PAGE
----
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    ABSTRACT: The control of materials properties and processes at the molecular level inherent in nanotechnology has been exploited in many areas of science and technology, including agriculture where nanotech methods are used in release of herbicides and monitoring of food quality and environmental impact. Atomic force microscopy (AFM) and related techniques are among the most employed nanotech methods, particularly with the possibility of direct measurements of intermolecular interactions. This chapter presents a brief review of the applications of AFM in agriculture that may be categorized into four main topics, namely thin films, research on nanomaterials and nanostructures, biological systems and natural fibers, and soils science. Examples of recent applications will be provided to give the reader a sense of the power of the technique and potential contributions to agriculture.
    Full-text · Chapter · Dec 2009
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    ABSTRACT: Low-cost sensors were developed in two steps: (i) using a negative template to print graphite electrodes on vellum paper and (ii) coating with conductive polymers. Thin films of polyaniline (PANI) in the emeraldine oxidation state were investigated as active layers, after being synthesized by two routes: (a) polyaniline doped with dodecylbenzenesulfonic acid (DBSA) deposited by supercritical fluid (SC CO2) and (b) PANI doped with hydrochloric acid (HCl) by the in situ polymerization method. The electrical response (mV) was measured with dedicated circuitry, both in static laboratory air and with a flow of dry nitrogen gas (N2) at room pressure and temperature in a closed chamber, to assess the sensors for their sensitivity and reversibility. The phase morphology (microfiber structure) was characterized by FE-SEM. Results showed a difference in behavior between the sensors obtained by SC CO2 coating with PANI and by in situ polymerization. The voltage in the SC CO2 sensor decreased when it was exposed to the flow of dry nitrogen, whereas the opposite effect was observed in the other sensor.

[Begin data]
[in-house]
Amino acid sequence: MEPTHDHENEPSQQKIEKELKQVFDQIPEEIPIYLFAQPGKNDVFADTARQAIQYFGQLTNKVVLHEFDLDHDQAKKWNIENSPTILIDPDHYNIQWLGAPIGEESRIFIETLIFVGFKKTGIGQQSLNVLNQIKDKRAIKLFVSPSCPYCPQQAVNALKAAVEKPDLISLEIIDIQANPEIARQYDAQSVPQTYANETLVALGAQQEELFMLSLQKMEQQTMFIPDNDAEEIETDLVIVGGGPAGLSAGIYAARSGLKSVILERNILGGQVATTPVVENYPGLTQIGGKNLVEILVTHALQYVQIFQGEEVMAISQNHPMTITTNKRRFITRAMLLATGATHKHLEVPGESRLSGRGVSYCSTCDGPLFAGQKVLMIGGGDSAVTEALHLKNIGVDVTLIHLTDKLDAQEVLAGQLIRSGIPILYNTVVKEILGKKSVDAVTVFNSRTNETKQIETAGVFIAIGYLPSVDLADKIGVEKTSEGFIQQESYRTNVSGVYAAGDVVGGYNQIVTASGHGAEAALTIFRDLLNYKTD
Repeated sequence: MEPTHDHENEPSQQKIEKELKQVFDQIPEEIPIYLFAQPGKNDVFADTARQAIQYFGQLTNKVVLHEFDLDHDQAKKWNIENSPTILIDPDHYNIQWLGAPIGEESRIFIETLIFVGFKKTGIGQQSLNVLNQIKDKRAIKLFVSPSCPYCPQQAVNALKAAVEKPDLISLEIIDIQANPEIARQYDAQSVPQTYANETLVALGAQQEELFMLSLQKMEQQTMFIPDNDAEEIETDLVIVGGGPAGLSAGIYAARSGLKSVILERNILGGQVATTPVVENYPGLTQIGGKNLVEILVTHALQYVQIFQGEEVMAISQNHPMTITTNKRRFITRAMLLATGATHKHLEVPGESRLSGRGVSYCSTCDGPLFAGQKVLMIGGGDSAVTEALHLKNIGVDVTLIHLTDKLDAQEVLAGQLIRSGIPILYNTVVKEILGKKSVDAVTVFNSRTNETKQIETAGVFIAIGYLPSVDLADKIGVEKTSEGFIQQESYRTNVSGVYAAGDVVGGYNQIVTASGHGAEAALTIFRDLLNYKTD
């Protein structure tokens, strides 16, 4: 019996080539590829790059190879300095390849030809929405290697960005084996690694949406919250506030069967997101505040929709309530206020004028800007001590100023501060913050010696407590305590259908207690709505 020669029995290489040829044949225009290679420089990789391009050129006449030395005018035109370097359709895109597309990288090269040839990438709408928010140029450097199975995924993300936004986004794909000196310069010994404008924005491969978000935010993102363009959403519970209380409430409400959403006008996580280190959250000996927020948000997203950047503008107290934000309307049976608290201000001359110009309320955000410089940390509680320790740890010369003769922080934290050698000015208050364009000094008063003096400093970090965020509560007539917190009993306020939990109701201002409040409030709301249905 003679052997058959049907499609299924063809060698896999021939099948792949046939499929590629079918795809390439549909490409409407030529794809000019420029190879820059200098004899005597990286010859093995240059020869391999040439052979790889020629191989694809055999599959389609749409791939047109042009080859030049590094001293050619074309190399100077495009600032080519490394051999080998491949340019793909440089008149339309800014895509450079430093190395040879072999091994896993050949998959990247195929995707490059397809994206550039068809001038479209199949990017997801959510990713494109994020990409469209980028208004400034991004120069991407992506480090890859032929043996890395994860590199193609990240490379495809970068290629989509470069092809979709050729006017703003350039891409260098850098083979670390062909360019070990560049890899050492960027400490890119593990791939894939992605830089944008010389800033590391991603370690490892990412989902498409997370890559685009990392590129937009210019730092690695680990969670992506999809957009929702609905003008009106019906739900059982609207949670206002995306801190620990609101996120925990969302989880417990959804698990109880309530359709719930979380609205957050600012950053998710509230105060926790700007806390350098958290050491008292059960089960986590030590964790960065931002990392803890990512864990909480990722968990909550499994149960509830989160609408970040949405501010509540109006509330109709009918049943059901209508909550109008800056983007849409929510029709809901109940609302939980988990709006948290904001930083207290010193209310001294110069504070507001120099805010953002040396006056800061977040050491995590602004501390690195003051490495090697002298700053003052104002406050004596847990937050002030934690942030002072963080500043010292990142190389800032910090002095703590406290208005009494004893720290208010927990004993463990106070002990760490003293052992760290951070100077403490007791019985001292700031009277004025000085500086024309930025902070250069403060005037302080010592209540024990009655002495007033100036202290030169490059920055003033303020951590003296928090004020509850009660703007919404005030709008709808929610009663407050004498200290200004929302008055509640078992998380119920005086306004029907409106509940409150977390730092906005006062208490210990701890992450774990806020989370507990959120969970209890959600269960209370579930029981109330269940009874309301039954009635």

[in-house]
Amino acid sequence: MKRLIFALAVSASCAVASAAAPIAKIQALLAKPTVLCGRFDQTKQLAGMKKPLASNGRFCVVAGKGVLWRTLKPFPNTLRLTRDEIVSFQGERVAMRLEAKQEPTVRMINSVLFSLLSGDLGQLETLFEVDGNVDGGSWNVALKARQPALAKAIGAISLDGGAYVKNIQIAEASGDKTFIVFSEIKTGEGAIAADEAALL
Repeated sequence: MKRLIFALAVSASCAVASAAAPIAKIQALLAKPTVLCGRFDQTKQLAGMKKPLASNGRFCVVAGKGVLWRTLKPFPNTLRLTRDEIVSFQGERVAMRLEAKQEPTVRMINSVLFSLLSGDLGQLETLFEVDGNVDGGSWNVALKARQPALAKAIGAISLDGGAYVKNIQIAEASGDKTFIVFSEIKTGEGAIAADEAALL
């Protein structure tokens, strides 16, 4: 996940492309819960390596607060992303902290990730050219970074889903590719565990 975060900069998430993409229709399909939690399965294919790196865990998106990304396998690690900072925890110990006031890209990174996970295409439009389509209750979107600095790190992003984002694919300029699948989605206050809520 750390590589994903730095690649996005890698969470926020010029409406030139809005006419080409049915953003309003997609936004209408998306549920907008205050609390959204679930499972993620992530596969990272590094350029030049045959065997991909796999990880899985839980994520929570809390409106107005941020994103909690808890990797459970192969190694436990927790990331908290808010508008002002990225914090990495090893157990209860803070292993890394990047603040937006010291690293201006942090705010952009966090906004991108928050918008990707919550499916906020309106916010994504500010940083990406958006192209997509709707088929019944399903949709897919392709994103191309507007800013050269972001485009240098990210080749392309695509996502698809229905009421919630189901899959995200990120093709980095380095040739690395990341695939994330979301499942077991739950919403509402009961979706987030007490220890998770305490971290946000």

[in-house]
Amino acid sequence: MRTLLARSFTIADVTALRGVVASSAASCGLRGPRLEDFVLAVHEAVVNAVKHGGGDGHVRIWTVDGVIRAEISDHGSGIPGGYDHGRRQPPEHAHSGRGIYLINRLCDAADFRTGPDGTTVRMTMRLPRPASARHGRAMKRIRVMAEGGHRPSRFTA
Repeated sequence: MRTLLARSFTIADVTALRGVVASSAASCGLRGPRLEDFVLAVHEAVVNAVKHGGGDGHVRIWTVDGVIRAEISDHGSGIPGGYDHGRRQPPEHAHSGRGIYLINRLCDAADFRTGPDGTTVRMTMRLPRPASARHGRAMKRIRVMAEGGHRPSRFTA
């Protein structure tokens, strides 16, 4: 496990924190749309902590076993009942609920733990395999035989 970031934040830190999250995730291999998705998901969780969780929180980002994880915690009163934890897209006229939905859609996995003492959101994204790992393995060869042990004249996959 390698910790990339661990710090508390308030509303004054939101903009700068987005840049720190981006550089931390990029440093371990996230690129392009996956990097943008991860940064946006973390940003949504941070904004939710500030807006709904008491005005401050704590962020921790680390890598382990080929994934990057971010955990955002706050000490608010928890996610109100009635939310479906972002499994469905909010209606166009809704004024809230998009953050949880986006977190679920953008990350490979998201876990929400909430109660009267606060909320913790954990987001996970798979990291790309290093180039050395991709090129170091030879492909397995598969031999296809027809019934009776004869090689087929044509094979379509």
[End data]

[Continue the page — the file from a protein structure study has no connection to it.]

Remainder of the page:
No preview · Article · Nov 2009 · Synthetic Metals
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    ABSTRACT: The existence of conducting islands in polyani-line films has long been proposed in the literature, which would be consistent with conducting mechanisms based on hopping. Obtaining direct evidence of conducting islands, however, is not straightforward. In this paper, conducting islands were visualized in poly(o-ethoxyaniline) (POEA) films prepared at low pH, using Transmission Electron Mi-croscopy (TEM) and atomic force spectroscopy (AFS). The size of the islands varied between 67 and 470 Å for a pH = 3.0, with a larger average being obtained with AFS, probably due to the finite size effect of the atomic force mi-croscopy tip. In AFS, the conducting islands were denoted by regions with repulsive forces due to the double-layer forces. On the basis of X-ray diffraction (XRD) patterns for POEA in the powder form, we infer that the conducting is-lands are crystalline, and therefore a POEA film is believed to consist of conducting islands dispersed in an insulating, amorphous matrix. From conductivity measurements we in-ferred the charge transport to be governed by a typical quasi-one dimensional variable range hopping (VRH) mechanism.
    Full-text · Article · Nov 2008 · Applied Physics A
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    ABSTRACT: The study of intermolecular interactions at interfaces is essential for a number of applications, in addition to the understanding of mechanisms involved in sensing and biosensing with liquid samples. There are, however, only a few methods to probe such interfacial phenomena, one of which is the atomic force spectroscopy (AFS) where the force between an atomic force microscope tip and the sample surface is measured. In this study, we used AFS to estimate adhesion forces for a nanostructured film of poly(o-ethoxyaniline) (POEA) doped with various acids, in measurements performed in air. The adhesion force was lower for POEA doped with inorganic acids, such as HCl and H(2)SO(4), than with organic acids, because the counterions were screened by the ethoxy groups. Significantly, the morphology of POEA both in the film and in solution depends on the doping acid. Using small-angle X-ray scattering (SAXS) we observed that POEA dissolved in a mixture of dimethyl acetamide exhibits a more extended coil-like conformation, with smaller radius of gyration, than for POEA in water, as in the latter POEA solubility is lower. In AFS measurements in a liquid cell, the force curves for a POEA layer displayed an attractive region for pH>or=5 due to van der Waals interactions, with no contribution from a double-layer since POEA was dedoped. In contrast, for pH<or=3, POEA was doped and the repulsive double-layer force dominated. With AFS one is therefore able to correlate molecular-level interactions with doping and morphology of semiconducting polymers.